“Looking at the region as a whole, it’s not just about clean energy. It’s about a different way of operating, a different normal, and that’s why our business model and commitment as an organization has dovetailed so well with the economic and social transformation of this region.”

In this piece with Sabrin Rahman, Regional Head of Sustainability, HSBC MENAT, we hear about the growth opportunity in green banking, and the key impediments which, if removed, can accelerate the transition to a world envisioned by the Paris Accord.  Tim Nixon, Managing Editor of Sustainability at Thomson Reuters.

Tim: How does the movement towards decarbonisation help HSBC in the Middle East region?

Sabrin: Banks are the main intermediary between businesses, governments, investors and the public and as such, we have a responsibility to direct the flow of capital and help manage the transition to a low carbon society.

In this region, there is a strong mix of government and private sector perspectives which allows for more creative thinking towards potential solutions around decarbonisation. Through our roots in the region and collaborations that promote the exchange of knowledge between large institutions and SMEs, we are very well placed to steer the movement towards decarbonisation.

Tim: What kind of finance qualifies for hitting your $100 billion sustainable finance target by 2025?

Sabrin: The $100bn commitment will support the development of sustainable capital markets by promoting sustainable investment products for our customers – namely in retail banking and private banking – and by helping to manage risk for our customers who are making the low carbon transition.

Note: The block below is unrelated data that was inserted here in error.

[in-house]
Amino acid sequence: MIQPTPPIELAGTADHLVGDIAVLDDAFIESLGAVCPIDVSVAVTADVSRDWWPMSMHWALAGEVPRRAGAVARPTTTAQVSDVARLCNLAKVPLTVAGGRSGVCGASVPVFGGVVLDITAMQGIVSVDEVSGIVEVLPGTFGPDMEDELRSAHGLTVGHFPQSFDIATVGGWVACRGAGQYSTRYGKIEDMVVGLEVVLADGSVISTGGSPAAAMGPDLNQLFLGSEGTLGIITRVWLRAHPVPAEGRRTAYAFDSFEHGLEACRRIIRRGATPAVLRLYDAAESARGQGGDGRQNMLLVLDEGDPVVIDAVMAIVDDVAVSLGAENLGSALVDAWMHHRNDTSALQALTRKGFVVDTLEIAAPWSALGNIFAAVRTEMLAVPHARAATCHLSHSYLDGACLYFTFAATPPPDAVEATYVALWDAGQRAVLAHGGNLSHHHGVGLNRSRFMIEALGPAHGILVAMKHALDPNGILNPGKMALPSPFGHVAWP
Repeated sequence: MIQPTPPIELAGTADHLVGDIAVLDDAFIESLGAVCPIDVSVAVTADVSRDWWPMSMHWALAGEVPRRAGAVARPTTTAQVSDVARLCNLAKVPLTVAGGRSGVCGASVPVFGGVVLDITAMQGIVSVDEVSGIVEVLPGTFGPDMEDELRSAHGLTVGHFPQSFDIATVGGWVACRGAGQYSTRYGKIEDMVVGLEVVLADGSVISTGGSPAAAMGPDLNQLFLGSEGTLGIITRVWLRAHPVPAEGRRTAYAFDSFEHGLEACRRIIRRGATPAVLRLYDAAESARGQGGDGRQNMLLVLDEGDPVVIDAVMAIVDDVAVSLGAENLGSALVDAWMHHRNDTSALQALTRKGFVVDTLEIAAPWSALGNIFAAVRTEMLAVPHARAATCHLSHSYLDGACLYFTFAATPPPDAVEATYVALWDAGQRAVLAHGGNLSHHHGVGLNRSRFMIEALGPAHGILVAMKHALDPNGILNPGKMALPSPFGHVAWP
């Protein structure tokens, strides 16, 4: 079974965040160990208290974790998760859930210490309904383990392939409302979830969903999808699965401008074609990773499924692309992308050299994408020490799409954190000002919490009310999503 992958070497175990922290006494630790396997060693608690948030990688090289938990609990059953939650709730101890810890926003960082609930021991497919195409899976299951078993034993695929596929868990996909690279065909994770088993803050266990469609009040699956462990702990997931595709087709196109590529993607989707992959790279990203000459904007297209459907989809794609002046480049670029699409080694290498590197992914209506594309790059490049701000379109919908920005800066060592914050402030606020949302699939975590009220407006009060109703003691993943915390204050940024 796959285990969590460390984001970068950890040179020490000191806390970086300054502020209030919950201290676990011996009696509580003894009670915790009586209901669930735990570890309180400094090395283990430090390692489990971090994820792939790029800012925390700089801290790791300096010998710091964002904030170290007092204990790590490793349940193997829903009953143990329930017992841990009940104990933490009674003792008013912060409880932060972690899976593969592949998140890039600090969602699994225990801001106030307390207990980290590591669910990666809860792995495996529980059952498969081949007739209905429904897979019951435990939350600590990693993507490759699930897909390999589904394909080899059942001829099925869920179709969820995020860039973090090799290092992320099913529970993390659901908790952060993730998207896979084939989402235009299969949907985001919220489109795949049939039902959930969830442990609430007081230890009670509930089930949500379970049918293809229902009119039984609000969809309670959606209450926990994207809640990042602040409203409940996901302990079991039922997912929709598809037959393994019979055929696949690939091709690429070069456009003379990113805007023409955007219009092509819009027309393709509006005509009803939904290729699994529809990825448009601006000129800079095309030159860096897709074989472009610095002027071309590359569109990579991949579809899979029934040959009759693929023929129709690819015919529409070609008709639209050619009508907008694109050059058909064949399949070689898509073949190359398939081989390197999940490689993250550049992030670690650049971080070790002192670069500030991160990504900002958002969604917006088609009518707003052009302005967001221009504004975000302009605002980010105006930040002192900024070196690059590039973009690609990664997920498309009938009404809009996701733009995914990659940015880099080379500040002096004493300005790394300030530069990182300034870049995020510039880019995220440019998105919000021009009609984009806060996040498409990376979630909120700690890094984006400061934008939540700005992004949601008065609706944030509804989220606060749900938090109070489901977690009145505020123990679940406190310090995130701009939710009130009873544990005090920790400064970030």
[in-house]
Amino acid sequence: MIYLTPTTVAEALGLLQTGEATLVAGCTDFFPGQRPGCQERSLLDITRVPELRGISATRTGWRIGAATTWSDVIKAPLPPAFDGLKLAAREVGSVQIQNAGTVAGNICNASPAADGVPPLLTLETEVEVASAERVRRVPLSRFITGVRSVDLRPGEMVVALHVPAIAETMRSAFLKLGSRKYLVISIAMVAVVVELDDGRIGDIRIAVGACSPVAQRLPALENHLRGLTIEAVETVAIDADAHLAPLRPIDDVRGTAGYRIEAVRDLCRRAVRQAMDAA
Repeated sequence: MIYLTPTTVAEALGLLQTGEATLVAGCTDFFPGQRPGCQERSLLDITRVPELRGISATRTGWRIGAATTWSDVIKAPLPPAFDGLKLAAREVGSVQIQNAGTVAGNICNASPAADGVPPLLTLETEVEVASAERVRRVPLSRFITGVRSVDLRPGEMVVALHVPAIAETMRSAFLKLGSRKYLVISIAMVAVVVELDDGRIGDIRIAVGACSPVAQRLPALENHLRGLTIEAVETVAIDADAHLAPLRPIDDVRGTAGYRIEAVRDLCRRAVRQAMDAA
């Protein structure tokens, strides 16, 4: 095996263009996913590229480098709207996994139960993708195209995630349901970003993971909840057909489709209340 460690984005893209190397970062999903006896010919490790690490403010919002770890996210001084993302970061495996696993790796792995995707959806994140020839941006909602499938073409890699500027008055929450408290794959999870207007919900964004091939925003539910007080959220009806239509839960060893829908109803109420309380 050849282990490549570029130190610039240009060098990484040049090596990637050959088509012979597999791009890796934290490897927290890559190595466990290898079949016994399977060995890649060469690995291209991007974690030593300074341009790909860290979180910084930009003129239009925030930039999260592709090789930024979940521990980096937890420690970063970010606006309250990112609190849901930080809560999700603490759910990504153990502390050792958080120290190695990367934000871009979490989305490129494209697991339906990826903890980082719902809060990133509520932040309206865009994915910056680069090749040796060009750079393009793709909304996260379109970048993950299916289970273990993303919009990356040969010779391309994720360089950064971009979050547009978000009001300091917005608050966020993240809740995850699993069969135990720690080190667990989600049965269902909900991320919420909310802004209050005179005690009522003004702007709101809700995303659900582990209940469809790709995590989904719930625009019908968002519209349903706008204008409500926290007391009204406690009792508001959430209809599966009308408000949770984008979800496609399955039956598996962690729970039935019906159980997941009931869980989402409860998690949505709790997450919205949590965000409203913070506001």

We are a leading bank for green, social and sustainability bond issuance globally. We have continued to drive market expansion with inaugural green bond issuances and product innovation, including the first sovereign green Sukuk (Republic of Indonesia) and first ever ‘transition bond’ (Capco).  In 2018 alone, we provided nearly USD20bn of sustainable finance through access to capital markets, advisory, direct lending and investments.

Tim: How important are concessions on the cost of borrowing to achieving your goal?

Sabrin: Globally, we are on track to achieve our sustainable finance goals much faster than anticipated. We have at times used certain concessions, such as preferential lending terms for green loans, but the key impetus for concessions has been to signal to the market and our clients our commitment to sustainable business practices, and help foster sustainable investments. In our key markets, our ‘green’ labelled products and services are today a well-established part of HSBC’s core business and the market does not need concessions from us to act.

Tim: What would accelerate the rate of investment in sustainable finance?

Sabrin: Everyone has a role to play. First, policy makers in the region should look towards increasing sustainability standards and regulations to help develop the market conditions for sustainable investments by the private sector. This can include everything from a price on carbon and removing energy subsidies, to targeted regulatory changes in sectors such as waste management, transport and logistics. Without policy support, the Middle East region risks falling behind in managing the transition to a low carbon, sustainable future, since the market imperatives for inducing private sector investments is low.